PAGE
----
People can’t seem to get enough of dogs doing human-like things, and high fives are a hands-down favorite. Teaching your dog how to high five, or “give paw,” won’t stop their problem behaviors or save the world. But with a trick this cute, who cares?
Grab some treats and learn how to teach a dog to high five in three easy steps.
How to teach a dog to high five
Teaching a dog to give you their paw as a high five, rather than a shake, is pretty straightforward. All we need to do is capture a natural action and give it a name.
Capture a natural action and give it a name.
First things first! You never want to grab your dog’s paw to try to teach them to high five. This won’t make much sense to your pup, but also, many dogs have sensitive paws. Grabbing the paw might actually make your dog afraid of the high-five trick.
Instead, try these steps. Start with your dog in a sitting position so they can more easily lift their paw.
- Place a treat in your hand and make a tight fist. Hold it at nose level and wait for your dog to grow impatient and paw at your hand. The moment they do, mark it with a click or a “Yes!” then reward them out of your other hand. Repeat this five times.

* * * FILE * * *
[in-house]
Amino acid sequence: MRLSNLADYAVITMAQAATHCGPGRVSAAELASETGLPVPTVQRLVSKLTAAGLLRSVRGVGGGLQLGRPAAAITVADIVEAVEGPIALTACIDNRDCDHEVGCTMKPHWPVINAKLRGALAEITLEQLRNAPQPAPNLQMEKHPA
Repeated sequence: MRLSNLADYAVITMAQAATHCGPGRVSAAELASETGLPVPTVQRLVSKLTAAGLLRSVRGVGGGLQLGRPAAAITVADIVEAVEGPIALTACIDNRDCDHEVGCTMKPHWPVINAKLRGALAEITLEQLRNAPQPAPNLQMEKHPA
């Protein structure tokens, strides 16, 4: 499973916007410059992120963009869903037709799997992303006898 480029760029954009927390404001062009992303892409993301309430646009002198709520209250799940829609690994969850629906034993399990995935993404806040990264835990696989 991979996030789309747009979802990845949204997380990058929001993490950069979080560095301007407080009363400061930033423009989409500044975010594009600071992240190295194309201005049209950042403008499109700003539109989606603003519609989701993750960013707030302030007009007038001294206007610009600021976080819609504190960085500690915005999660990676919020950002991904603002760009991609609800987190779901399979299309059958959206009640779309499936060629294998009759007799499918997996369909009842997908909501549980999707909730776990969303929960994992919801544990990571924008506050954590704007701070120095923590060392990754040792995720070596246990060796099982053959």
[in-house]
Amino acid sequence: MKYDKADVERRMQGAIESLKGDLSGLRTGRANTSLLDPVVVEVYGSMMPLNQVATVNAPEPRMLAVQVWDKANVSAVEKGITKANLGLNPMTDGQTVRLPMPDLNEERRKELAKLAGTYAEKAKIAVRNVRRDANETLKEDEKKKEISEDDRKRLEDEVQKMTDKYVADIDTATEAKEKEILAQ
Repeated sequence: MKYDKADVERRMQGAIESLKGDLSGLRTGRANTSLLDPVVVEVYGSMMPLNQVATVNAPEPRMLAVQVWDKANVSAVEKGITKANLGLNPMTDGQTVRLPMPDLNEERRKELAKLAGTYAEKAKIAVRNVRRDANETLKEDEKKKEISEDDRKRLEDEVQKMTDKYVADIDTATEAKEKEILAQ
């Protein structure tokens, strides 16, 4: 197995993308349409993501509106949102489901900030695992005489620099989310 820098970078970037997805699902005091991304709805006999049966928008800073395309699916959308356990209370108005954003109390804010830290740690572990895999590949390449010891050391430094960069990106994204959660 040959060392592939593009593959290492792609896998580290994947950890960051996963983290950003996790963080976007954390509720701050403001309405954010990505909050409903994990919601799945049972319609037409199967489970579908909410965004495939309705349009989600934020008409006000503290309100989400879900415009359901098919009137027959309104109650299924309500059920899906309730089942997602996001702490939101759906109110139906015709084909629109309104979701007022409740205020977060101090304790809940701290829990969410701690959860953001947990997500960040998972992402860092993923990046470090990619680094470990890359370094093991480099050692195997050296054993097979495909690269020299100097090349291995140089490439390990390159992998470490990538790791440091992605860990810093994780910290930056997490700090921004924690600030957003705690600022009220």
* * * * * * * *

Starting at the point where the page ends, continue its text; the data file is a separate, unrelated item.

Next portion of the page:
- Place a treat in your hand and make a tight fist and hold it at nose level. Before your dog has lifted their paw, say “High Five!.” The moment they lift their paw and touch your hand, mark it with a click or a “Yes!” then reward them out of your other hand. Repeat this five times.
- Next, we want to start reshaping the position of your hand into a true “high five.” With no treat in your hand, hold your flat hand up to your pup with your palm facing their nose. Say “High Five!” then click/”Yes!” when they touch your hand with their paw. Reward and repeat.
If your dog is having trouble at this stage, it might be because they don’t understand that the game works the same way even when your hand is flat, open, and empty.
- Hold your empty fist in front of your dog. Say “High Five!” then click/”Yes!” and reward.
- Hold your hand as if you were holding a baseball. Say “High Five!” then click/”Yes!” and reward.
I’ve just got one final nugget of wisdom: Once your dog is consistently high-fiving, begin to slowly reduce the frequency of your treats.
Start by rewarding them with food once every other high-five, then every third high-five. If your dog begins to struggle with the game, you know you’ve decreased the food too quickly.